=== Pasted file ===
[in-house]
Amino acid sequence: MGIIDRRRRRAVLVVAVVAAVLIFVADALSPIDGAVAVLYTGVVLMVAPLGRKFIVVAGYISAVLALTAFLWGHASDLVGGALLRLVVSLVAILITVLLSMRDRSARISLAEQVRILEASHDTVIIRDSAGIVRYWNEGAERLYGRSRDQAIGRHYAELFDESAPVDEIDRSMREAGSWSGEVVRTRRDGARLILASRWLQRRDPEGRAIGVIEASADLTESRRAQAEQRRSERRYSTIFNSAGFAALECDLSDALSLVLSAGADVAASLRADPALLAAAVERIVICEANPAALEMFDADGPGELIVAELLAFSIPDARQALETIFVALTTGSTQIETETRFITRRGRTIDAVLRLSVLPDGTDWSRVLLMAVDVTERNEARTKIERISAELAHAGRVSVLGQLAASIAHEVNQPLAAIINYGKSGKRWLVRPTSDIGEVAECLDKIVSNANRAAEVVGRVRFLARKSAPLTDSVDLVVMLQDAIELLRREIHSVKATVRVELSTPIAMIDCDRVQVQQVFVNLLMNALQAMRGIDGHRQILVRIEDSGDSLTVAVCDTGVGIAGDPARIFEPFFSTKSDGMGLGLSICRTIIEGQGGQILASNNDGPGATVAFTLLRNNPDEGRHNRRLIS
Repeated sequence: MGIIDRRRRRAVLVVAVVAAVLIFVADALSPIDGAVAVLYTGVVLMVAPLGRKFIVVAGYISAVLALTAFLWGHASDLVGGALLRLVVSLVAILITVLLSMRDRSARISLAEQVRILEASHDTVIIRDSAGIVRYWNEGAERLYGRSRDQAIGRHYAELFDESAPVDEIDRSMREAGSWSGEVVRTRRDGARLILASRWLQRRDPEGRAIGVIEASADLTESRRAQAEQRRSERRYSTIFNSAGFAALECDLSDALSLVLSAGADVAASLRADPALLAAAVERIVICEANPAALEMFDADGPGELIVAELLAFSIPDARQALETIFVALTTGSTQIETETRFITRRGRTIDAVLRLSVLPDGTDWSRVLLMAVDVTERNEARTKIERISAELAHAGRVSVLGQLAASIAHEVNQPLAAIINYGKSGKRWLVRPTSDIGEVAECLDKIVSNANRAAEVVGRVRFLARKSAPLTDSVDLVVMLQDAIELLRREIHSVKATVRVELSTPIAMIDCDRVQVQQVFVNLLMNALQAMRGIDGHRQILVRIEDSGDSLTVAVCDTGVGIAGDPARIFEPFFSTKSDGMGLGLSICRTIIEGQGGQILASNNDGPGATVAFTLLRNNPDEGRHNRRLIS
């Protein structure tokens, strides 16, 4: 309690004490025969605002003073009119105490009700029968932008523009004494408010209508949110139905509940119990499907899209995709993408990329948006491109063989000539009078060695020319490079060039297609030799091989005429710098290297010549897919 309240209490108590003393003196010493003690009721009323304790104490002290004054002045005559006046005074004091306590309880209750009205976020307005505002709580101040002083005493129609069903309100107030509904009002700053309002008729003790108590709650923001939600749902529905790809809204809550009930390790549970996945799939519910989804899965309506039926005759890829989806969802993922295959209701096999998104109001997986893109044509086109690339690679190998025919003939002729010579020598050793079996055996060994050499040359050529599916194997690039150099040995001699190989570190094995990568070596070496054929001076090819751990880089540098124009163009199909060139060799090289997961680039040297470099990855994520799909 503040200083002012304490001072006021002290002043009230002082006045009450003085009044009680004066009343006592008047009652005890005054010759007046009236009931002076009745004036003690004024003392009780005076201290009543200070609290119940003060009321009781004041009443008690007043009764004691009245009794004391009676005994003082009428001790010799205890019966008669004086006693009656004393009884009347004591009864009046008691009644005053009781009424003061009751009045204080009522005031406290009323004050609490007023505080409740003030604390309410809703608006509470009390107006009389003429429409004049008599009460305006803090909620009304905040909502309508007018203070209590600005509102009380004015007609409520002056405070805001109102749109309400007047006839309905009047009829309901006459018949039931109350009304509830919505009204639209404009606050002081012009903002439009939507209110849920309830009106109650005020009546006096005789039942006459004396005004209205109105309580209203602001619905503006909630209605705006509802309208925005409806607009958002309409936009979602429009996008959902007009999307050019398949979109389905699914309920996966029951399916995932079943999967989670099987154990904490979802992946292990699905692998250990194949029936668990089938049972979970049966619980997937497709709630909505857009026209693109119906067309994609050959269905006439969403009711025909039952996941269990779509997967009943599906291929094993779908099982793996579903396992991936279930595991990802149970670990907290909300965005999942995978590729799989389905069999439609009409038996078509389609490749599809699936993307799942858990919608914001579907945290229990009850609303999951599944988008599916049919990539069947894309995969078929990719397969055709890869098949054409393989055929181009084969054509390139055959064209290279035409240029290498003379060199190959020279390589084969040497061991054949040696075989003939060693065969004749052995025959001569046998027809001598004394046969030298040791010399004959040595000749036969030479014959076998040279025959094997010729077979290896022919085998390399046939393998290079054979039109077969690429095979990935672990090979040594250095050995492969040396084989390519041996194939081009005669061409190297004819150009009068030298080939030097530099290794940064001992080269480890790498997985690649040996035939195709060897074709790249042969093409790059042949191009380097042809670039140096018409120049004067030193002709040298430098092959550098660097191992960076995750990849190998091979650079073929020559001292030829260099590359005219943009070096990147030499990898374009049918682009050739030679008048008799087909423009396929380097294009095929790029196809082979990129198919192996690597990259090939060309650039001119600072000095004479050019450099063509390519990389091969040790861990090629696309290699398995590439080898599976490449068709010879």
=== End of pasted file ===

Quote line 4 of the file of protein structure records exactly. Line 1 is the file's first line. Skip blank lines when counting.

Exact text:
């Protein structure tokens, strides 16, 4: 309690004490025969605002003073009119105490009700029968932008523009004494408010209508949110139905509940119990499907899209995709993408990329948006491109063989000539009078060695020319490079060039297609030799091989005429710098290297010549897919 309240209490108590003393003196010493003690009721009323304790104490002290004054002045005559006046005074004091306590309880209750009205976020307005505002709580101040002083005493129609069903309100107030509904009002700053309002008729003790108590709650923001939600749902529905790809809204809550009930390790549970996945799939519910989804899965309506039926005759890829989806969802993922295959209701096999998104109001997986893109044509086109690339690679190998025919003939002729010579020598050793079996055996060994050499040359050529599916194997690039150099040995001699190989570190094995990568070596070496054929001076090819751990880089540098124009163009199909060139060799090289997961680039040297470099990855994520799909 503040200083002012304490001072006021002290002043009230002082006045009450003085009044009680004066009343006592008047009652005890005054010759007046009236009931002076009745004036003690004024003392009780005076201290009543200070609290119940003060009321009781004041009443008690007043009764004691009245009794004391009676005994003082009428001790010799205890019966008669004086006693009656004393009884009347004591009864009046008691009644005053009781009424003061009751009045204080009522005031406290009323004050609490007023505080409740003030604390309410809703608006509470009390107006009389003429429409004049008599009460305006803090909620009304905040909502309508007018203070209590600005509102009380004015007609409520002056405070805001109102749109309400007047006839309905009047009829309901006459018949039931109350009304509830919505009204639209404009606050002081012009903002439009939507209110849920309830009106109650005020009546006096005789039942006459004396005004209205109105309580209203602001619905503006909630209605705006509802309208925005409806607009958002309409936009979602429009996008959902007009999307050019398949979109389905699914309920996966029951399916995932079943999967989670099987154990904490979802992946292990699905692998250990194949029936668990089938049972979970049966619980997937497709709630909505857009026209693109119906067309994609050959269905006439969403009711025909039952996941269990779509997967009943599906291929094993779908099982793996579903396992991936279930595991990802149970670990907290909300965005999942995978590729799989389905069999439609009409038996078509389609490749599809699936993307799942858990919608914001579907945290229990009850609303999951599944988008599916049919990539069947894309995969078929990719397969055709890869098949054409393989055929181009084969054509390139055959064209290279035409240029290498003379060199190959020279390589084969040497061991054949040696075989003939060693065969004749052995025959001569046998027809001598004394046969030298040791010399004959040595000749036969030479014959076998040279025959094997010729077979290896022919085998390399046939393998290079054979039109077969690429095979990935672990090979040594250095050995492969040396084989390519041996194939081009005669061409190297004819150009009068030298080939030097530099290794940064001992080269480890790498997985690649040996035939195709060897074709790249042969093409790059042949191009380097042809670039140096018409120049004067030193002709040298430098092959550098660097191992960076995750990849190998091979650079073929020559001292030829260099590359005219943009070096990147030499990898374009049918682009050739030679008048008799087909423009396929380097294009095929790029196809082979990129198919192996690597990259090939060309650039001119600072000095004479050019450099063509390519990389091969040790861990090629696309290699398995590439080898599976490449068709010879």